Chaucer’s Canterbury Tales is widely seen as being the first great work of English literature and it was William Blake’s aim to encompass the whole of this long and complex literary work in a single image. The engraving shows Chaucer and the twenty-nine pilgrims of the Canterbury Tales in procession, riding out from the Tabard Inn in Southwark at the beginning of their journey to Canterbury. From left to right they are the Reeve, Chaucer, the Clerk of Oxenford, the Cook, the Miller, the Wife of Bath, the Merchant, the Parson, the Man of Law, the ‘Plowman’, the Physician, the Franklin, two citizens, the Shipman, the Host, the Sompnour, the Manciple, the Pardoner, the Monk, the Friar, a citizen, the Lady Abbess, the Nun, three priests, the Squire’s Yeoman, the Knight and the Squire. Not only did Blake see these figures as eternal archetypes of human character, in his representation of a pilgrimage he believed Chaucer was depicting the pilgrimage of mankind itself.
The subject of Chaucers Canterbury Pilgrims was, from its very inception, embroiled in a controversy which deeply disturbed William Blake for many years and it is this controversy which has been the centre of much academic debate. The controversy surrounds the fact that R.H. Cromek saw Blake’s design early in its development and soon afterwards commissioned a very similar panoramic view of the pilgrims from Thomas Stothard (the artist for whom William Blake had worked extensively as a reproductive engraver). It appears that William Blake felt himself cheated out of what he saw as a commission by Cromek and the rivalry which developed in Blake’s mind between his own project for this design and Stothard’s competitive project, led to a terminal rift with these important employers. In recent decades, Chaucers Canterbury Pilgrims has received more scholarly attention than any other of Blake’s separate plates; however, the controversy regarding the origins of this design has finally been resolved by Robin Hamlyn of the Tate Gallery (see Stothard description elsewhere on this site).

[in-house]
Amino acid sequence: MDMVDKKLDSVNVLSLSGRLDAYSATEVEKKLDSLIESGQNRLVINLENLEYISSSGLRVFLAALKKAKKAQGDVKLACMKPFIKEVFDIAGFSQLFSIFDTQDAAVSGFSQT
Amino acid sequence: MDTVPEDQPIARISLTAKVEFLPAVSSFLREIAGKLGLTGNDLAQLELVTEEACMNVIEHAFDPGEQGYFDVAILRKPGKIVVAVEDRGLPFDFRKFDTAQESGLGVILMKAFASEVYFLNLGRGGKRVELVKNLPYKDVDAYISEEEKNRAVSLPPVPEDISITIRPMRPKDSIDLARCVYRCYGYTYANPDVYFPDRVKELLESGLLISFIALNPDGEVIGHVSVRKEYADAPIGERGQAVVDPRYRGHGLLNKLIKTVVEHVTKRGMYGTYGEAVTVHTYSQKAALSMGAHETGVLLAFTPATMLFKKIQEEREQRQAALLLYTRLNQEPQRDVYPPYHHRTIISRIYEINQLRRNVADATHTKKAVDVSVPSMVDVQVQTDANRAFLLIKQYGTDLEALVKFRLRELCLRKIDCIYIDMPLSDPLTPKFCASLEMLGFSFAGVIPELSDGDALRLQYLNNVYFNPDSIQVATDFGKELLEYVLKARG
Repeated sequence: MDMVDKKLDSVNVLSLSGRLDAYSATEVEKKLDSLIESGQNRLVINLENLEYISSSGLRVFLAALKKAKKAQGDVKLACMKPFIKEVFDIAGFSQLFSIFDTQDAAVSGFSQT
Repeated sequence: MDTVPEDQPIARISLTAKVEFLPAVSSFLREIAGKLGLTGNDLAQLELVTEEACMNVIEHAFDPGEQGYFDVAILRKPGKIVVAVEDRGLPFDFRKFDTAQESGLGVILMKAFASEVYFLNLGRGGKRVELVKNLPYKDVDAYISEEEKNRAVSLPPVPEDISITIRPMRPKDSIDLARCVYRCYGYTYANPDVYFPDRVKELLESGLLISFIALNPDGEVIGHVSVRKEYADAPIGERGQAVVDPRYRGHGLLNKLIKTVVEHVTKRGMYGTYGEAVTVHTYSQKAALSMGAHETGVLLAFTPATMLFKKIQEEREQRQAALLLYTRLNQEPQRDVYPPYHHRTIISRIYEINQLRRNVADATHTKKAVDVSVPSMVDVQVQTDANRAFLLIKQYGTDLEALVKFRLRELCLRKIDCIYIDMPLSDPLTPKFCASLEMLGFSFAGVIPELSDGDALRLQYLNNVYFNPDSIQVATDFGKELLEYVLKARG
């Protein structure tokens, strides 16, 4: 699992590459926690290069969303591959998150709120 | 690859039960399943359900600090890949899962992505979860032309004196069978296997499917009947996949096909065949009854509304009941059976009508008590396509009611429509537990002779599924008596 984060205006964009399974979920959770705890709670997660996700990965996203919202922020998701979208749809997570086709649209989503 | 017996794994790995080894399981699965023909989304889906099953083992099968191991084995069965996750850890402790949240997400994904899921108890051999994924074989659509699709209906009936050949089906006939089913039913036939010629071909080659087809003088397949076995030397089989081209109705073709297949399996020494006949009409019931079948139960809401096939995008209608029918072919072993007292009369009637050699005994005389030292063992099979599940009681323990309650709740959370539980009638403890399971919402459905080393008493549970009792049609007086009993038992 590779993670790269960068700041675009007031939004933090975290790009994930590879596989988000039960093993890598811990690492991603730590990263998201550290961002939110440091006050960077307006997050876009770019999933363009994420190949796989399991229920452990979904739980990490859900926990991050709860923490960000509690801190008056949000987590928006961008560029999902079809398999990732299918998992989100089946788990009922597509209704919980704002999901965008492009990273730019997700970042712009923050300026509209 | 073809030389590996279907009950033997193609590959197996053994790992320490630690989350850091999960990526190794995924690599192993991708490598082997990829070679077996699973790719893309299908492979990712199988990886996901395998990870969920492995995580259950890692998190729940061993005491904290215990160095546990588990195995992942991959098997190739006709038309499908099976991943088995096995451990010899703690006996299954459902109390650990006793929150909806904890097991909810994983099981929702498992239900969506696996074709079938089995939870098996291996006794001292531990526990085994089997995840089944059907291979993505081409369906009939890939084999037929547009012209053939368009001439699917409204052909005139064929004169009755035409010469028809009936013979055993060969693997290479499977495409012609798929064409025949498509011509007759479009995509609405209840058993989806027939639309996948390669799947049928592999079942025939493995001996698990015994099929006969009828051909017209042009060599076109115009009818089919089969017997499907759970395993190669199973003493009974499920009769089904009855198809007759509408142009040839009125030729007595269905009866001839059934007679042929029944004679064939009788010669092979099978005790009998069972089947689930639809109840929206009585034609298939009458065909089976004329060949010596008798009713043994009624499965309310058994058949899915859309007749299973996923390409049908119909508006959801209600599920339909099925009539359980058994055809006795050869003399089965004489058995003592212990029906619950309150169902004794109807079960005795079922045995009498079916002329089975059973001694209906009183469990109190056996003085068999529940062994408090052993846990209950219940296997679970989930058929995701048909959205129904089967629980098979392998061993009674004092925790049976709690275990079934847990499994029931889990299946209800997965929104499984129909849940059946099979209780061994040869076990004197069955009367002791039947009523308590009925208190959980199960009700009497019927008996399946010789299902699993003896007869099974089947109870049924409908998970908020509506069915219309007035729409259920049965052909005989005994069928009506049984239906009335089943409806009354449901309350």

Whatever the origins of the design, it is clear that William Blake planned originally to publish a print of Chaucers Canterbury Pilgrims by around 1806. Upon learning of Cromek and Stothard’s plans, he set out instead to produce a tempera painting of the subject that would form the centrepiece for his own exhibition of works (the tempera painting is now in the Stirling Maxwell Collection at Pollok House, Glasgow). This exhibition eventually opened at his brother James’s shop in Golden Square in 1809. William Blake clearly regarded the Chaucer subject as an attempt to win patronage for himself, rather than to get patrons for others (especially Stothard). He announced plans for the publication of the print in a prospectus dated 15 May 1809. Gilchrist states that William Blake began work on this plate in September or October 1809. The first state of the plate was almost certainly completed by October 1810, and the second and third states are thought to have followed shortly thereafter (see Essick, p.84).
It has been many years since so fine a lifetime impression of William Blake’s Chaucers Canterbury Pilgrims has been available for sale. In particular, it is exceptionally rare to find an impression in such good, intact condition.
On warm white wove paper with margins beyond the image on all sides and with the full engraved lettering. Trimmed just within the platemark. Traces of an inked fingerprint are visible in the left margin of the sheet (this may be William Blake’s own fingerprint). Traces of old worm tracks on the reverse of the sheet have been expertly conserved to museum standards (these tracks are not visible from the front surface of the sheet). A detailed condition report is available upon request. A truly outstanding example of this important original print by William Blake.